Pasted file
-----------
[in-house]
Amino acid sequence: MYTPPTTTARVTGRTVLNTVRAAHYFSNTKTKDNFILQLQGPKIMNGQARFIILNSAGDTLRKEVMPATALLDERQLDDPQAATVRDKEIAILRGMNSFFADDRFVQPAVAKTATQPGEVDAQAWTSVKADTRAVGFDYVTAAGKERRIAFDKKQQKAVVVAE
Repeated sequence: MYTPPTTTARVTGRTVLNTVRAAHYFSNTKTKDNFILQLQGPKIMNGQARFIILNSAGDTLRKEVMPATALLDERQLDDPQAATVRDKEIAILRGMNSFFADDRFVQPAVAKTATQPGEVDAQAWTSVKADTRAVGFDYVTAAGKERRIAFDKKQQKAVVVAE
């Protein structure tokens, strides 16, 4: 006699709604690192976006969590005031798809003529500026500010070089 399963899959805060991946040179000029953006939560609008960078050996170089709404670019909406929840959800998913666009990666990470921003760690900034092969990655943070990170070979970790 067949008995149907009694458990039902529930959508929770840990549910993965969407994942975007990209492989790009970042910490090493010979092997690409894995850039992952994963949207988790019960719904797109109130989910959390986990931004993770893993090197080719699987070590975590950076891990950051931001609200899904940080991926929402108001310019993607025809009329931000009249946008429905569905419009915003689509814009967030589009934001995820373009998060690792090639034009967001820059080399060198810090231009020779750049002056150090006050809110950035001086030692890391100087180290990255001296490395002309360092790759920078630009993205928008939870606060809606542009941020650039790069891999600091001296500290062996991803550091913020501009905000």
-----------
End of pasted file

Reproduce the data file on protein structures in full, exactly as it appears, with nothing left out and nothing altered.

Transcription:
[in-house]
Amino acid sequence: MYTPPTTTARVTGRTVLNTVRAAHYFSNTKTKDNFILQLQGPKIMNGQARFIILNSAGDTLRKEVMPATALLDERQLDDPQAATVRDKEIAILRGMNSFFADDRFVQPAVAKTATQPGEVDAQAWTSVKADTRAVGFDYVTAAGKERRIAFDKKQQKAVVVAE
Repeated sequence: MYTPPTTTARVTGRTVLNTVRAAHYFSNTKTKDNFILQLQGPKIMNGQARFIILNSAGDTLRKEVMPATALLDERQLDDPQAATVRDKEIAILRGMNSFFADDRFVQPAVAKTATQPGEVDAQAWTSVKADTRAVGFDYVTAAGKERRIAFDKKQQKAVVVAE
């Protein structure tokens, strides 16, 4: 006699709604690192976006969590005031798809003529500026500010070089 399963899959805060991946040179000029953006939560609008960078050996170089709404670019909406929840959800998913666009990666990470921003760690900034092969990655943070990170070979970790 067949008995149907009694458990039902529930959508929770840990549910993965969407994942975007990209492989790009970042910490090493010979092997690409894995850039992952994963949207988790019960719904797109109130989910959390986990931004993770893993090197080719699987070590975590950076891990950051931001609200899904940080991926929402108001310019993607025809009329931000009249946008429905569905419009915003689509814009967030589009934001995820373009998060690792090639034009967001820059080399060198810090231009020779750049002056150090006050809110950035001086030692890391100087180290990255001296490395002309360092790759920078630009993205928008939870606060809606542009941020650039790069891999600091001296500290062996991803550091913020501009905000």